RIP Snooks Eaglin

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BEE BRANCH | Although Snooks Eaglin, the amazingly eclectic New Orleans guitar player who died Wednesday at the age of 72, was truly one of a kind, his music was deeply rooted in the funk and rhythm and blues of the Crescent City.

Blind since childhood and with amazingly long, gnarled fingers and fingernails, he could pick just about anything and was, indeed, known as the “Human Juke Box” for his ability to play nearly any requests shouted out from the crowd, including “Malaguena,” more about which in just a minute.

Snooks never travelled much, meaning that roots music aficionados had to come to him, most often in recent years at the Mid City Rock ‘n Bowl, where he was a mainstay for the last two decades, and the New Orleans Jazz and Heritage Festival, most of which I’m sure he played, usually accompanied by the great bassist George Porter, a founding member of the Meters. The pictures here are of the two at Snooks’ last Jazz Fest gig last year.

My most memorable encounter with the rollicking, rocking Snooks was a couple of years ago when we went to hear him at the Parrish, the House of Blues’ intimate upstairs room on Decatur Street. There wasn’t much of a crowd, so we were able to belly right up to the stage only a couple of feet away from Snooks, who was sitting in a folding chair.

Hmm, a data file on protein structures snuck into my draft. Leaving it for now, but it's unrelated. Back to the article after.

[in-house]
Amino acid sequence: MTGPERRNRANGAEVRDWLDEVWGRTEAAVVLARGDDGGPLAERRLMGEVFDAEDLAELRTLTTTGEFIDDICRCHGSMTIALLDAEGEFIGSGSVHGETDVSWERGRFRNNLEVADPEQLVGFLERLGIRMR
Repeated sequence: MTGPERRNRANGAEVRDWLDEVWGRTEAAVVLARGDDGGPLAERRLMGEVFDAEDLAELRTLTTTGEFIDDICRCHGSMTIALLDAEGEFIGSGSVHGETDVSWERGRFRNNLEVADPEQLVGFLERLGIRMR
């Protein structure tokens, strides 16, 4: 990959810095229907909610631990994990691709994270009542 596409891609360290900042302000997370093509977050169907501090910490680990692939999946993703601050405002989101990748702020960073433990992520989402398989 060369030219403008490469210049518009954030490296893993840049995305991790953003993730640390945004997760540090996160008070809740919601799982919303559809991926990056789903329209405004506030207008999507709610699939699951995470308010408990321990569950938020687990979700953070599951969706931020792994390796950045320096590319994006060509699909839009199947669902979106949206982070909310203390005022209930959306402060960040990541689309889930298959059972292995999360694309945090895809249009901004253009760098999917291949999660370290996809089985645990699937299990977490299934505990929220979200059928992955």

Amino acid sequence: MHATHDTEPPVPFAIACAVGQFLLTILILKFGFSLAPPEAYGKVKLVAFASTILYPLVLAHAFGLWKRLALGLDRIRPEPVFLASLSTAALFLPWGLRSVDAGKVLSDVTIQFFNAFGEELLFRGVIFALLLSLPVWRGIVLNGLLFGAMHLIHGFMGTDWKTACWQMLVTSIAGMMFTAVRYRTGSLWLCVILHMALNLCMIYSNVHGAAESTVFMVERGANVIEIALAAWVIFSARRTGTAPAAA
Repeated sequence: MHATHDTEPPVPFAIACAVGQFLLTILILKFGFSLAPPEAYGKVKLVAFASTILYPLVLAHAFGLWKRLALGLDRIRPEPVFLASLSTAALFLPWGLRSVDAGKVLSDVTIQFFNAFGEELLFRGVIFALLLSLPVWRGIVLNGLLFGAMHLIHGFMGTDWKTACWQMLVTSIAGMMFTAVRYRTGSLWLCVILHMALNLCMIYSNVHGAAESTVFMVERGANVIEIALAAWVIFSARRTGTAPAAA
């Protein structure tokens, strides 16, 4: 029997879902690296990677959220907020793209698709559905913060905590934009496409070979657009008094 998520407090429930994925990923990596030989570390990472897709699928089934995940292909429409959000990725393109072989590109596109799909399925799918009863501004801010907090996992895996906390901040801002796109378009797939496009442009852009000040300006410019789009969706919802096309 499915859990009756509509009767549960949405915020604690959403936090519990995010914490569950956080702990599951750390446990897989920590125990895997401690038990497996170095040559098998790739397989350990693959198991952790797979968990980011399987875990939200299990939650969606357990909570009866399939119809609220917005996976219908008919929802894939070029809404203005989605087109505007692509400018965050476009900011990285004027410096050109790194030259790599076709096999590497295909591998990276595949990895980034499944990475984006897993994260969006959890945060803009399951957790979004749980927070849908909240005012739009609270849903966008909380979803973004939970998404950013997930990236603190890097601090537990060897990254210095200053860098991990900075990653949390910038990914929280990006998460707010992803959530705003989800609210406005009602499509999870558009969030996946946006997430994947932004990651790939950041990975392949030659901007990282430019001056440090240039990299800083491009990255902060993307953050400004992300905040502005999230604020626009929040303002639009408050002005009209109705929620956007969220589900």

At one point, a young woman tapped me on the shoulder and asked if Snooks was “a dirty old man” because he had used a racy euphemism in a song; seems her yuppie date had clued her in on what the word “trim” meant in context and she assumed the worst about the small, bent, sightless man behind the guitar.

“No,” I said firmly, “he’s a guitar player.”

Then I asked him to play “Malaguena,” which I knew was in his repertoire, but which elicited a snorting, condescending laugh from the young woman’s boyfriend. My request did, however, put a smile on Snooks’ grizzled face.

“I learned that song off an old Carlos Montoya record,” he said of the great Spanish Flamenco guitar player. “Carlos could play!

“Burn, Carlos, Burn!” he shouted as he began a virtuoso rendition of the classical piece, which wiped the smirk right off that yuppie’s face.

At least one set by Snooks Eaglin some time during the week has been a long-standing tradition for our Jazz Fest sojourns, the next of which is now only a few weeks away.

But it won’t quite be the same this year knowing Snooks won’t be playing somewhere around town.

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